You are giving them a reason to keep running.
My friend and I came across approximately 30 children out in the country-side out on a school trip. The sight before us was a sea of colour, their anoraks and pack lunch boxes in every colour of the rainbow. They had all sat down for a picnic and all those small faces turned to us, mainly to look at the horses. I can’t berate the teacher here, I’m certain the decision she made was to not spook the horses. The correct decision was exactly the opposite of what she asked the children to do.
She told them to all stand up.
What was once a quiet carpet of colour, became a large moving noisy wave of blues, pinks, reds and oranges, consequently…my friends horse bolted. It’s actually a happy memory, one we still laugh about today. She looked at me with some rolling of the eyes as I waved goodbye. She didn’t change a thing, not her position or rein length. I stayed in the same place, until it dawned on her horse we weren’t following, and nothing was chasing him. Within minutes her horse was back at my side.
On that December day however things didn’t end well. The rider fought with the reins, her grip was so tight that when the horse pulled against her for release, she tipped forward. Even if nothing else was to occur, it was obvious her position was now at the point of no return.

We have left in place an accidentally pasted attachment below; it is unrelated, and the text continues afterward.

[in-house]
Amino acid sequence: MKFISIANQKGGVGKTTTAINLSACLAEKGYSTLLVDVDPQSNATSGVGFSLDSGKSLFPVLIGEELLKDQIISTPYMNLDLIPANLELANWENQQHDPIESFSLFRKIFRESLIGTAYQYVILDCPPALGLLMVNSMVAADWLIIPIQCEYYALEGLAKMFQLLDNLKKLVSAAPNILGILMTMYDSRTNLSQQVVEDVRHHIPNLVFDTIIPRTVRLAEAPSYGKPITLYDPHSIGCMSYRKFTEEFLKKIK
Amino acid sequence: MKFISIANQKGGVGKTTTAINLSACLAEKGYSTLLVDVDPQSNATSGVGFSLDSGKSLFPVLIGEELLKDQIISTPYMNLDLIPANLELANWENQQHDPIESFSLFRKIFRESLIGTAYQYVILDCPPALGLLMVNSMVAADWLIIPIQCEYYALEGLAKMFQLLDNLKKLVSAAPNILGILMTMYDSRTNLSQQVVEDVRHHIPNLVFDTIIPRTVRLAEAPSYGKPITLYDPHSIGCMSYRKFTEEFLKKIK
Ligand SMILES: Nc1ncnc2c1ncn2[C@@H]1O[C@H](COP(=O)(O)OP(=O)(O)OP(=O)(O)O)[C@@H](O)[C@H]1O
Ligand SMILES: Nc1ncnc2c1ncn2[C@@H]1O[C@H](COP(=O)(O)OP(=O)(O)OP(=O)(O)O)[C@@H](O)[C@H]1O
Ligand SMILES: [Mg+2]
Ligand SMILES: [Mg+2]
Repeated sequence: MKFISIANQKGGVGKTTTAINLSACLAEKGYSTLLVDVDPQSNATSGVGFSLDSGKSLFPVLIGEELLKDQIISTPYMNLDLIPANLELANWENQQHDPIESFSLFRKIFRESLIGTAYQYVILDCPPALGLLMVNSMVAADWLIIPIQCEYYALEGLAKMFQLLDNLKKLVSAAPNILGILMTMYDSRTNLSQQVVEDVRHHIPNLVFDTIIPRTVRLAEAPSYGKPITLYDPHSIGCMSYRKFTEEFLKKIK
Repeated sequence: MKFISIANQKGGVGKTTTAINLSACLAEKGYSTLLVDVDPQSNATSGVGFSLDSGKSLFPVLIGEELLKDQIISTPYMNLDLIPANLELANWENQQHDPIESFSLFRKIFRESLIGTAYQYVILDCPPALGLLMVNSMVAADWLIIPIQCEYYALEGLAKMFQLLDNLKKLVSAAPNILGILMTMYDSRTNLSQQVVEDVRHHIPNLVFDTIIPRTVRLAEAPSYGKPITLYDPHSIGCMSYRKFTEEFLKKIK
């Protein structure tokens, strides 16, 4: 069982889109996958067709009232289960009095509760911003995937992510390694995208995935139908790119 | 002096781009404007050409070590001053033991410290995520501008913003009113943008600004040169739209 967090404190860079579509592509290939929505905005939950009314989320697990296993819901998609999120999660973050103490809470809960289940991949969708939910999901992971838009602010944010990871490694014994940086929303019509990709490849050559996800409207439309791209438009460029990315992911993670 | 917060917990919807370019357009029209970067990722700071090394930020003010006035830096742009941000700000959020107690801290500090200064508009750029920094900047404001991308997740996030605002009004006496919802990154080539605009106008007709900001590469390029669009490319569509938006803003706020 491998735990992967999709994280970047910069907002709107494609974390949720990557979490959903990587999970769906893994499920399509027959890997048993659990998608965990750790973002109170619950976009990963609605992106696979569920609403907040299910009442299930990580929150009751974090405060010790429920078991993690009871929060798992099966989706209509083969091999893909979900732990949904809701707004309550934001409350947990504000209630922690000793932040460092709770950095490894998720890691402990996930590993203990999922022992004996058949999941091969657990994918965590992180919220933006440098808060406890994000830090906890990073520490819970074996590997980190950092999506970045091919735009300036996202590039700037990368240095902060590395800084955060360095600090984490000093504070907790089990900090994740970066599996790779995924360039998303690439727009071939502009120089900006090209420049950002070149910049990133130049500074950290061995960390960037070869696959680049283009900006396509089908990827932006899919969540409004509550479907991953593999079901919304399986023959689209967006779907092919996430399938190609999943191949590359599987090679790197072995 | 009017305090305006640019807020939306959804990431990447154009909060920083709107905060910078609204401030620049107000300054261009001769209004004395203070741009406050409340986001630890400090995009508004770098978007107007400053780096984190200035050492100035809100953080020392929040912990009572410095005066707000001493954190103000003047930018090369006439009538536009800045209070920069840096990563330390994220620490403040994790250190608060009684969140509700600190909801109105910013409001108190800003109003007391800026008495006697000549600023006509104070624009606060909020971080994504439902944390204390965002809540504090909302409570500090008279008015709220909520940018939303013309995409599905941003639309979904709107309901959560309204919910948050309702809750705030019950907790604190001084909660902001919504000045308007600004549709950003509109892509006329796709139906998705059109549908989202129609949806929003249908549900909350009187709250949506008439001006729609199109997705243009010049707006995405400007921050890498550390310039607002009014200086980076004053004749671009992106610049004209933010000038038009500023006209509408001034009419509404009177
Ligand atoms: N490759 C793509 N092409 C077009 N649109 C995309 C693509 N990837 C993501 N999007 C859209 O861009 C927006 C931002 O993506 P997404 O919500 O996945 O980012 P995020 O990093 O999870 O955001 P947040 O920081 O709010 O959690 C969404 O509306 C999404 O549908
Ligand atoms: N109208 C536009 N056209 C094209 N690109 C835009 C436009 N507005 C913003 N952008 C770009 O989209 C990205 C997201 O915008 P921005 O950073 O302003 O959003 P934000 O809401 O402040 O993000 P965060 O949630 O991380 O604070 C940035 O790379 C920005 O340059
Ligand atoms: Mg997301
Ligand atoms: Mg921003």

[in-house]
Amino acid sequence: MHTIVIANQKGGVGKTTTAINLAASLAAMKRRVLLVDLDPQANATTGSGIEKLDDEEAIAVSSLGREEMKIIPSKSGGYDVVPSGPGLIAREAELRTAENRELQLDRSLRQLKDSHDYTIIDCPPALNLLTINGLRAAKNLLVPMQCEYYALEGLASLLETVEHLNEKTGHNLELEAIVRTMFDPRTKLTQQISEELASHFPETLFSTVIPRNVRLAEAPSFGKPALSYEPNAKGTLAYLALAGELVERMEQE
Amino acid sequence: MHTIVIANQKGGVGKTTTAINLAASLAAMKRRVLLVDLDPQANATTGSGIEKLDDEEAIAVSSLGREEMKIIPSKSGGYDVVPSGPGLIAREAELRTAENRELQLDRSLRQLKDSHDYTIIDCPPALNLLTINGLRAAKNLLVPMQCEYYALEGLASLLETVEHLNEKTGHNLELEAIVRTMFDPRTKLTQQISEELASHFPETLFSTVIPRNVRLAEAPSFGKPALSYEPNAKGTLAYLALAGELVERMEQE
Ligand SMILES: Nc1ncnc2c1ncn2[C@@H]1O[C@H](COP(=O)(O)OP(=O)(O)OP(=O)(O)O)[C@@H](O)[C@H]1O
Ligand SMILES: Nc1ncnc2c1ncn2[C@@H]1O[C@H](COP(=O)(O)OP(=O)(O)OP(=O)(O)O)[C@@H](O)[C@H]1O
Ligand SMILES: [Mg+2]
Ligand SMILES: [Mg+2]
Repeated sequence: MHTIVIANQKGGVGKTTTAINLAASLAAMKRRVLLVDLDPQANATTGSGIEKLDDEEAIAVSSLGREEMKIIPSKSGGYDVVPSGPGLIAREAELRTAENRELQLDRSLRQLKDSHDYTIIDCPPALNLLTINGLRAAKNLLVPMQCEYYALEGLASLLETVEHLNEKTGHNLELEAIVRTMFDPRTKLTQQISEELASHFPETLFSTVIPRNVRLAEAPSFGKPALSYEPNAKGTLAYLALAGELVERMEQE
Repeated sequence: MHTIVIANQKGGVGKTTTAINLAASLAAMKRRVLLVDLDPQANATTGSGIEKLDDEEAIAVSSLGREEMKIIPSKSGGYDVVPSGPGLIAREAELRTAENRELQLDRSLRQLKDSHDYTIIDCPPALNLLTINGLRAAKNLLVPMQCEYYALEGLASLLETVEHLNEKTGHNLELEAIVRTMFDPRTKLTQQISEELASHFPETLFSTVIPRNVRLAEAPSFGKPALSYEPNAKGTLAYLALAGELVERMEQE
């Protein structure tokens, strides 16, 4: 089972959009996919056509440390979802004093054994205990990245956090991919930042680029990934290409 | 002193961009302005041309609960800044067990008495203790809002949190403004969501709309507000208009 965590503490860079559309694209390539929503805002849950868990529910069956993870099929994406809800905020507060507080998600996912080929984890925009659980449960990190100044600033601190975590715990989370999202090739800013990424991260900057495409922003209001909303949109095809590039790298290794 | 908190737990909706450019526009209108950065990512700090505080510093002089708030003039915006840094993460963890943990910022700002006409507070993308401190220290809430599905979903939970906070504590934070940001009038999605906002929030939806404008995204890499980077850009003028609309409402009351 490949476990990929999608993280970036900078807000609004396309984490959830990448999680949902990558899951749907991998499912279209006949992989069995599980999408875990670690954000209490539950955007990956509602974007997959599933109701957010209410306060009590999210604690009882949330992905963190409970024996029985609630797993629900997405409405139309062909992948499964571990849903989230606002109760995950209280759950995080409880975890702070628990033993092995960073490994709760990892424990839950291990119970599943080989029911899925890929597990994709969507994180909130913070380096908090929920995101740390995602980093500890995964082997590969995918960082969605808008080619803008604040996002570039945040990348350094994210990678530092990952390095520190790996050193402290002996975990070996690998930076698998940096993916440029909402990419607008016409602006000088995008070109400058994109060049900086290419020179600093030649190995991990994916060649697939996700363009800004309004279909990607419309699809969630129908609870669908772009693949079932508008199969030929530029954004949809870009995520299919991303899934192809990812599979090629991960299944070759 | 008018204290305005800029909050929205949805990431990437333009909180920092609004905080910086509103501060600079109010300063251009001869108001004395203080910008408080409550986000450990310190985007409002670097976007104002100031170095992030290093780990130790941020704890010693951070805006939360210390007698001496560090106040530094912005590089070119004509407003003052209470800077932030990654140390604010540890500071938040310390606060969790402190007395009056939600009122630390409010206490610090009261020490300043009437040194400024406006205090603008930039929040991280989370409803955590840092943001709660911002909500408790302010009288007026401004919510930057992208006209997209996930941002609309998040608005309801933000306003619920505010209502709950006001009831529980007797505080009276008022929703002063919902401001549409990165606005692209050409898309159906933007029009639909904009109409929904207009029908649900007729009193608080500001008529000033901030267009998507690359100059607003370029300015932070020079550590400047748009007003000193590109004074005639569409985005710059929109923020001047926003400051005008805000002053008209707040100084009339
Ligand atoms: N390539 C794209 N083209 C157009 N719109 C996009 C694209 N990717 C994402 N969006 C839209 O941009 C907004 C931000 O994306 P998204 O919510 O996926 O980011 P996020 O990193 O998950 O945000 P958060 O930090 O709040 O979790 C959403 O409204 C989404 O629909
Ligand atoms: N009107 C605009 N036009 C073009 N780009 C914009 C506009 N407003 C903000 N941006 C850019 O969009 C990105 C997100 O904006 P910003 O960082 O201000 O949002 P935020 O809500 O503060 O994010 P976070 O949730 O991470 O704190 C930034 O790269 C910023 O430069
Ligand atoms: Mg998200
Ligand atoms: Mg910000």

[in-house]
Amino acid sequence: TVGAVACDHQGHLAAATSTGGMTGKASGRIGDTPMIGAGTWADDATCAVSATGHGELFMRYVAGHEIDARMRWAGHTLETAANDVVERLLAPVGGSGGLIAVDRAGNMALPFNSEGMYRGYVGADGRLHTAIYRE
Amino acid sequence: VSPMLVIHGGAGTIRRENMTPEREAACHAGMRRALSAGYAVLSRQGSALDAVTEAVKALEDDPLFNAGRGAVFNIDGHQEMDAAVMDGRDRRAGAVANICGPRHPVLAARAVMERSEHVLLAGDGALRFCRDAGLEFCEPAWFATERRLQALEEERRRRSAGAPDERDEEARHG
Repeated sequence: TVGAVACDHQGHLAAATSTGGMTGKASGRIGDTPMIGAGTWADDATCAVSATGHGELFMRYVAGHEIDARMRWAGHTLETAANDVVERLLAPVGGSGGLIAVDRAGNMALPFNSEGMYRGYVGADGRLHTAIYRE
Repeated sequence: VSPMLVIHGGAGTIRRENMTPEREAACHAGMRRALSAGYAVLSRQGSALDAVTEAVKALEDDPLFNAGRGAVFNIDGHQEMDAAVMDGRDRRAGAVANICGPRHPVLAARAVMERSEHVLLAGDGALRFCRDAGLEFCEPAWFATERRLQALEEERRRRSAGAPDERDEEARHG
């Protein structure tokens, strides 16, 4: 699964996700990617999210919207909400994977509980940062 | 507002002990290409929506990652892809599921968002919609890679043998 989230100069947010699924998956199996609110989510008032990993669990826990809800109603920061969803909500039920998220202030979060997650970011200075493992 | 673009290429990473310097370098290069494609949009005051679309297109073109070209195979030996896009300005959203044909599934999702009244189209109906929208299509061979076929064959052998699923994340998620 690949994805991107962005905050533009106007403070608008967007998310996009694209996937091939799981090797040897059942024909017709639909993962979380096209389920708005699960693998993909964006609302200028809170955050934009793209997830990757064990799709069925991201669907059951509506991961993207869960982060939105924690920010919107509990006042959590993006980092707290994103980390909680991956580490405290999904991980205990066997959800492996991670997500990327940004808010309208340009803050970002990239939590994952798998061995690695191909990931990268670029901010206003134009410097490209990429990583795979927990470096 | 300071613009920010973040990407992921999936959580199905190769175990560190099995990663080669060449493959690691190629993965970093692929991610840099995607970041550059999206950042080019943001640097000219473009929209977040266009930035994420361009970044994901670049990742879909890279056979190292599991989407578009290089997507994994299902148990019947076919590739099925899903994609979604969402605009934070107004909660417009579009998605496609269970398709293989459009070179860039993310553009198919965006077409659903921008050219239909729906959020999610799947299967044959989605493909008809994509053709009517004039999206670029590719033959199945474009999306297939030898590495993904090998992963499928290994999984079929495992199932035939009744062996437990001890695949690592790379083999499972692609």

Her upper torso was lying on the horses neck, and not accustomed to this position…he bucked. She hit that ground from a distance of approximately 15 feet. Humans, as I learnt that day can actually bounce. But this is meant as no joke, I actually wish I could erase that sight from my memory.
Bolting does not have to be a horrific experience that ends badly. Of the situations I have been in or witnessed, remaining calm is key to regaining control quickly and safely. Added to that, with experience and preparation bolting can be averted 99.9% of the time anyway. Lastly, with so many British roads flanked by hedgerows introduce your horse to the psychopathic pheasants, plotting pigeons, barking deer and rogue plastic bags in the countryside first…and well away from traffic.
Deborah Jane Nicholas has been around horses for nearly 40 years and has worked within the horse industry in a number of roles. Deborah’s other passions are her 2 dogs, countryside walks and writing, which she does here.